Bart de Wever, the mayor of Antwerp, which is the capital of Belgium’s Flemish Region, in July told the Joods Actueel Jewish monthly he finds Kobo’s appointment “troubling” also because Kobo, according to de Wever, recently published a tweet about the shooting of police officers in the United States in which he wrote “a shot for a shot.”

De Wever said it means Kobo justifies the shootings as retribution for perceived police brutality, especially against blacks.

Joel Rubinfeld, the president of the Belgian League Against Anti-Semitism, said Kobo’s statements make him unfit to advise on tolerance and especially on anti-Semitism.

“He can’t be both fireman and fire starter,” Rubinfeld told La Capitale.

Rubinfeld noted that Israel is connected to the phenomenon often called “new anti-Semitism,” in which anti-Israel sentiment becomes a veil for anti-Semitism. In France, Belgium and the Netherlands, most anti-Semitic assaults are by people with a Muslim background, watchdogs in those countries have said.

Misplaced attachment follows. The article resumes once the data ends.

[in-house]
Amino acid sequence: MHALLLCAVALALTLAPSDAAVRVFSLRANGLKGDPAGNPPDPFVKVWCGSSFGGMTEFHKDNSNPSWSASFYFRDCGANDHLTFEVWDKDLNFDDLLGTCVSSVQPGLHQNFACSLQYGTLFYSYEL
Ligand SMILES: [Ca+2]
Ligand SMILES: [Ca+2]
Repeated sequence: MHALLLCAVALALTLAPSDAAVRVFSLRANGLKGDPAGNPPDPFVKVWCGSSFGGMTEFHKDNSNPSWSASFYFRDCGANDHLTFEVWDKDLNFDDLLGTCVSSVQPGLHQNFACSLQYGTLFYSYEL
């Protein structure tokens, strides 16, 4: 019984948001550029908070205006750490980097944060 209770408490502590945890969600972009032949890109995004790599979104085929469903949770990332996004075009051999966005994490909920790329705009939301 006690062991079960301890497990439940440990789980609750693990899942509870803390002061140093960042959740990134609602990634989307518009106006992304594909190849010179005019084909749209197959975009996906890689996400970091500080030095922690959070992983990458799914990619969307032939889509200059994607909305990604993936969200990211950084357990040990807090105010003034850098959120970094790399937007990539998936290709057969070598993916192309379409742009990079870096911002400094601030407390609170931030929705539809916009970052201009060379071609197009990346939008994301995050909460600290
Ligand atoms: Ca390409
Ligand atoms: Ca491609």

Echoing the position of French Prime Minister Manuel Valls, Rubinfeld said “Anti-Zionism is but modern anti-Semitism, where hatred for the Jewish state substitutes hatred of the Jew.”

Ritual slaughter ban would be unconstitutional, Belgian state body says


A Belgian government advisory body determined that any legislation that would prohibit ritual slaughter in the kingdom would violate its constitution.

The legal notice issued Wednesday by the Belgian Council of State came amid recent debates and planned legislation to ban the practice. The animal welfare minister in the government of the Flemish Region said last month it should be outlawed.

Religious laws in Islam and Judaism require animals be conscious when their necks are slit, though some religious leaders from both faiths allow stunning immediately after the cut. Many animal rights activists say the lack of stunning is cruel. Their opponents maintain ritual slaughter is more humane because it is not mechanized and less prone to accidents resulting in animal suffering.